If you have a larger budget available then something like the Marineland Canister Filter is ideal and had a large number of axolotl owners using it at their go-to filer option for their pets aquariums. It does everything you could ever want to your tanks water and is also a much better option for larger tanks so if you are planning to get more than one axolotl, a canister based filter system is going to be your primary option.

Lighting

Although lightning is not an essential element of the tank for your actual axolotls, lighting is often ideal for a display tank and is an essential element of a tank that contents some types of live plants. As it is highly recommended that you have live plants in your axolotl’s tank, you require a lighting solution by default. That said though, as the lighting unit is actually for your plants rather than your axolotl, we would recommend you source a light suitable for your plants of choice.

Most people usually just go with a regular aquarium lighting solution based around a hood fixture with a fluorescent bulb. That said though, some of the more specialist live plants that are often kept in display tanks due to their unique looks require specialist lighting so be sure to keep this in mind too.

Suitable Live Plants For An Axolotl Tank

As we touched on earlier in the article, we would highly recommend that you add plenty of live plants to your axolotls tank and as we mentioned in the hides section above, due to going with longer tanks for axolotls, you have plenty of space to put a number of plants in your tank. As we mentioned under the lighting section, there are a number of different live plant options that you can use in your tank but be sure to use appropriate lighting for them.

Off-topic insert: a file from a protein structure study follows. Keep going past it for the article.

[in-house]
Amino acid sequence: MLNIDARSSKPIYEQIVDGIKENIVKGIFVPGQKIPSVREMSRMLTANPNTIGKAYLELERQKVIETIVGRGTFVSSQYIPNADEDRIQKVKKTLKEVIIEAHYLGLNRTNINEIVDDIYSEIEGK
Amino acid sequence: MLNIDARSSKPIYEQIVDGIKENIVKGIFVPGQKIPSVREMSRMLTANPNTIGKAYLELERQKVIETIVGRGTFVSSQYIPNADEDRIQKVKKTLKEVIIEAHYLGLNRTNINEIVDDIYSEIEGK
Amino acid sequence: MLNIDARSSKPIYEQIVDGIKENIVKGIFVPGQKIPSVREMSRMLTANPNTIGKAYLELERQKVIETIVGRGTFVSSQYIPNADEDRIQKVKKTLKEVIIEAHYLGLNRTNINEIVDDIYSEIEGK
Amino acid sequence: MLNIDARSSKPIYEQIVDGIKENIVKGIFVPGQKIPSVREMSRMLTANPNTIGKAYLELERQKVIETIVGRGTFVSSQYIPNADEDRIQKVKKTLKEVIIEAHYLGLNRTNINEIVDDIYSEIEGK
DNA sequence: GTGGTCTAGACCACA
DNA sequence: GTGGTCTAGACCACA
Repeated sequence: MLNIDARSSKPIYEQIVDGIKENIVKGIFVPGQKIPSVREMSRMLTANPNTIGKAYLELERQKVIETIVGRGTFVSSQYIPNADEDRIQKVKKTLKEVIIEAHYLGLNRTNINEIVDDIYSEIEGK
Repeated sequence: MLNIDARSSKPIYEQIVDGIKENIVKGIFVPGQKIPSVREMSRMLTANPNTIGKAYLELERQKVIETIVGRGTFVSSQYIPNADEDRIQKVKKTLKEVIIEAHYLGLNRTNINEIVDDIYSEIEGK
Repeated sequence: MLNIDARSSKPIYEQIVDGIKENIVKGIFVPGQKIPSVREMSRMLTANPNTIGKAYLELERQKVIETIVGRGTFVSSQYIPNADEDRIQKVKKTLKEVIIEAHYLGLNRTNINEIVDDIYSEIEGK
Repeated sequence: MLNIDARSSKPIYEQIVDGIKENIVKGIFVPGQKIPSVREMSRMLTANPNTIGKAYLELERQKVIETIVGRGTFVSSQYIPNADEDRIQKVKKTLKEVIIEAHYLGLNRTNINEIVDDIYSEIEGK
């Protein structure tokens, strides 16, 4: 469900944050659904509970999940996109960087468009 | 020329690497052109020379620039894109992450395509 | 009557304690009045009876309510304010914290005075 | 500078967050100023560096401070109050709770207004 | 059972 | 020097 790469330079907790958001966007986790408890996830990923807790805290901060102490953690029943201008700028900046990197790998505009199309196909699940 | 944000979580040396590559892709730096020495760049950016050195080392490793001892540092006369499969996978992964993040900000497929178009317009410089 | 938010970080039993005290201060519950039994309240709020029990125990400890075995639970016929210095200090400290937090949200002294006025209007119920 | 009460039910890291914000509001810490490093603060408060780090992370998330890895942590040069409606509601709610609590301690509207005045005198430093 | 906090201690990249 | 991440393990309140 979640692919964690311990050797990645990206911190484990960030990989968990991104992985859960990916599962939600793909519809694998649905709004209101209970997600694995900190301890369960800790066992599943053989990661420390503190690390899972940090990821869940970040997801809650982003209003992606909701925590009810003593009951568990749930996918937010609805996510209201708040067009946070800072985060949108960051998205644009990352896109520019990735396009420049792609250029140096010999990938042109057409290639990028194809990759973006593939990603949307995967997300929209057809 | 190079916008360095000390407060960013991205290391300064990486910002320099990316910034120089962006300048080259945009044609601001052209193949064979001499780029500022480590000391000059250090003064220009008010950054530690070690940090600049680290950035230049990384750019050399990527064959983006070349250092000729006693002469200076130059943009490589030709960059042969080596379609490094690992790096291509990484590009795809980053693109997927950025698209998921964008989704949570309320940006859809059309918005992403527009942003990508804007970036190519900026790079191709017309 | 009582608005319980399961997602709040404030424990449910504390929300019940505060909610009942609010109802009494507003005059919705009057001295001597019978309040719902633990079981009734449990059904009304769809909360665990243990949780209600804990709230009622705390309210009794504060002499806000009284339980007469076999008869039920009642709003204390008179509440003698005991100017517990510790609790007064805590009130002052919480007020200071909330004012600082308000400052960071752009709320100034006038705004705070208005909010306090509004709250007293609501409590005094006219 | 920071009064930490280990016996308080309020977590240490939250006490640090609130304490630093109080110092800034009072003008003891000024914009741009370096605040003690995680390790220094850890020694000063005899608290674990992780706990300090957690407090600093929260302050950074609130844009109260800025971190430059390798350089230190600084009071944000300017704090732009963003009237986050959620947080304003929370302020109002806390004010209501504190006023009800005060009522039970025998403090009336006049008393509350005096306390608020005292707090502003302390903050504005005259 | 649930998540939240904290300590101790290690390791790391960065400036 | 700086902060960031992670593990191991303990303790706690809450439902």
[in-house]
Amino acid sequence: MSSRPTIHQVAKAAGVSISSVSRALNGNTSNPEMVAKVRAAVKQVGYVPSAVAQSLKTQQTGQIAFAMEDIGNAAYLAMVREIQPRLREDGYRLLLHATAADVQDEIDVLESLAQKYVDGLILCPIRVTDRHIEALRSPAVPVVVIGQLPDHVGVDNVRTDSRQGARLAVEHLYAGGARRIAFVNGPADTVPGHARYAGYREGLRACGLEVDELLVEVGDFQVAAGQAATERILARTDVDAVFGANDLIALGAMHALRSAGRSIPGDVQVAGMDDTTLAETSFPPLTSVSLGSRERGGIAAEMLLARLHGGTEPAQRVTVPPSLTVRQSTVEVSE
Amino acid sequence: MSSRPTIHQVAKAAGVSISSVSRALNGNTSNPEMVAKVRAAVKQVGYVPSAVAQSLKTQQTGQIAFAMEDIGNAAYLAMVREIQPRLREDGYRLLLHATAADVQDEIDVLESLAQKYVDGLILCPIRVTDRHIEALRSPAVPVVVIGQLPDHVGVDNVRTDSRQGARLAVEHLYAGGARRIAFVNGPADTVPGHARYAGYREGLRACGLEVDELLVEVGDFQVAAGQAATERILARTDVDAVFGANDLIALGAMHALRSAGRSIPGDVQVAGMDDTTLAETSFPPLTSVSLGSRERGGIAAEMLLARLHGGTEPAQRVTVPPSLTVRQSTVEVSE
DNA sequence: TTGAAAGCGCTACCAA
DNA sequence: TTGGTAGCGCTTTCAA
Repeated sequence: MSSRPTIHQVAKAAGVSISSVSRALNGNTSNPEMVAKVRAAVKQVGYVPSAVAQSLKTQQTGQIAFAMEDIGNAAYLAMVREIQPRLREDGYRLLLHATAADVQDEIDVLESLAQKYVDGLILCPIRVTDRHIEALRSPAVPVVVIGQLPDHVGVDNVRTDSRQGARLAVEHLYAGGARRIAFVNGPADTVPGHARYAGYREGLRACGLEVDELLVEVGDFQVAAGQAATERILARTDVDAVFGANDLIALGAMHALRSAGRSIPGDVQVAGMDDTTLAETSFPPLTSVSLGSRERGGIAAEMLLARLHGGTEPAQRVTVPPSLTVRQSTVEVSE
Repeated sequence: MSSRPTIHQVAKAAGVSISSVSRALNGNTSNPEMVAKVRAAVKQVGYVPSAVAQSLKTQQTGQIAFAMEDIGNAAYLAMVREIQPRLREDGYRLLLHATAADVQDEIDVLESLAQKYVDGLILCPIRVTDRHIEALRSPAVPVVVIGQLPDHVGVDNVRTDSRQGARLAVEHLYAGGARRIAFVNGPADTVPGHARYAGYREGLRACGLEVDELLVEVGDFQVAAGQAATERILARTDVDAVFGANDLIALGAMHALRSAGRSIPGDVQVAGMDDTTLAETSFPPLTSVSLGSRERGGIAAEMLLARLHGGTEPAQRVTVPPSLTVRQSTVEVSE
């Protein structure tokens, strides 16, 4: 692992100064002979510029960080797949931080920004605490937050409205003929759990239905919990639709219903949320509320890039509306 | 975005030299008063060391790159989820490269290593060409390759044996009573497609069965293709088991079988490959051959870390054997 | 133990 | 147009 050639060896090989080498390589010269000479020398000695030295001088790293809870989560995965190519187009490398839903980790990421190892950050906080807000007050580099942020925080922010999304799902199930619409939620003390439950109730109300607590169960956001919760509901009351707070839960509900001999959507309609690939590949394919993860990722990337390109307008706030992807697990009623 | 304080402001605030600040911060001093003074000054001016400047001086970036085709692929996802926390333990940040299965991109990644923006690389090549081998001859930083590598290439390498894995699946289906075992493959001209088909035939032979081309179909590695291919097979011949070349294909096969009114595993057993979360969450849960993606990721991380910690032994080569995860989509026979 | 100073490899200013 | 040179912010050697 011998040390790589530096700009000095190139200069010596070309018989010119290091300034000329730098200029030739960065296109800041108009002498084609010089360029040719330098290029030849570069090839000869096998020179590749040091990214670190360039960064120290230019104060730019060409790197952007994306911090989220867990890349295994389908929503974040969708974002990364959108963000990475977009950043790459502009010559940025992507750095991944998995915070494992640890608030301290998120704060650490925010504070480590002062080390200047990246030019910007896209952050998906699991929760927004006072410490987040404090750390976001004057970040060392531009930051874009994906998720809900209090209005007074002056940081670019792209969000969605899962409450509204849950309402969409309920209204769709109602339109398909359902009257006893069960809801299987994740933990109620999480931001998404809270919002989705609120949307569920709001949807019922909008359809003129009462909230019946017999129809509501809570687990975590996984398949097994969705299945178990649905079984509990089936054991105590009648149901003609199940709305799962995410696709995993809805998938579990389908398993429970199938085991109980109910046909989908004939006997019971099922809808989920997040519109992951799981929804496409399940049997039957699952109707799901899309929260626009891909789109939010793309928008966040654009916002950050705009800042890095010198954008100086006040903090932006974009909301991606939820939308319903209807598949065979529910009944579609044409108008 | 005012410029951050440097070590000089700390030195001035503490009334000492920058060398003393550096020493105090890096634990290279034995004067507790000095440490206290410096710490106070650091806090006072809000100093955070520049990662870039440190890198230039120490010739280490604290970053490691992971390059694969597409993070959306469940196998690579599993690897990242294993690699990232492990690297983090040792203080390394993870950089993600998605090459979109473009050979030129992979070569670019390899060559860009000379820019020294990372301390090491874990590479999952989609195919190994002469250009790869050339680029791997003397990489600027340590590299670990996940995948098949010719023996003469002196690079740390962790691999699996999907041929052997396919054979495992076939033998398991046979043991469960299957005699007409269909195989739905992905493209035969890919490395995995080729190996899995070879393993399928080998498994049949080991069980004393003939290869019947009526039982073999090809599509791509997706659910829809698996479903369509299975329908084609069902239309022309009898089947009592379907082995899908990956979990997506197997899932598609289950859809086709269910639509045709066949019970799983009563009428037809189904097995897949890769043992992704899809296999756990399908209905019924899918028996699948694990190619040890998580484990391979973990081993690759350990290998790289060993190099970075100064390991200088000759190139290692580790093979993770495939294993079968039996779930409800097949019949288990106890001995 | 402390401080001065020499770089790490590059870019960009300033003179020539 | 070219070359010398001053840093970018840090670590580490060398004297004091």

Many axolotl owners tend to add Marimo Moss Balls to their axolotls tank as it acts as some greenage in the water and some axolotl also like to eat the moss balls or even play with them. Java Fern is another commonly used plant for axolotls with many people also using fake plant to help fill out their aquariums and add additional cover for their pets.

Suitable Tank Mates For An Axolotl

When it comes to recommended tank mates for axolotl it can be a total pain to find something that requires the same habitat, water temperature, and pH levels as your axolotl so most people just go with adding another axolotl to the tank for company. Many fish species that are usually classed as peaceful can accidentally harm your axolotl’s external gills so this is another thing to be wary of too.

Snails should be avoided as tank mates at all costs for two reasons. The first is that your pet axolotls may eat the snails in its tank and their hard shells can lead to impaction and the second is that they can potentially carry parasites that could be harmful to your axolotl. Some snails can also contaminate the water of the tank too leading to additional issues.

Axolotl can also easily eat smaller fish that some people often put into their tanks too. Countless guppies and minnows have been eaten by axolotls due to owners thinking that their pets are too slow to catch the fish but axolotls can be sneaky and if given the chance, will definitely eat small fish species in their tank. We have seen some people report that they have successfully added guppies to their axolotls tank and that they are often fine due to longer tanks giving the guppies notice that your axolotl is coming close but they will usually end up being eaten eventually.

Conclusion

That brings our article going over what we feel is the ideal tank size and initial tank setup guide for any of our readers who are considering purchasing an axolotl as a pet. Once you get your initial sizing and setup complete, things such as water changes, water flow, cleaning up uneaten food, and maintaining the required water quality of the tank are much easier than most people think. We hope that our readers have found our article helpful and that you have found it helpful in finding the right aquarium size and setup for your pet axolotls.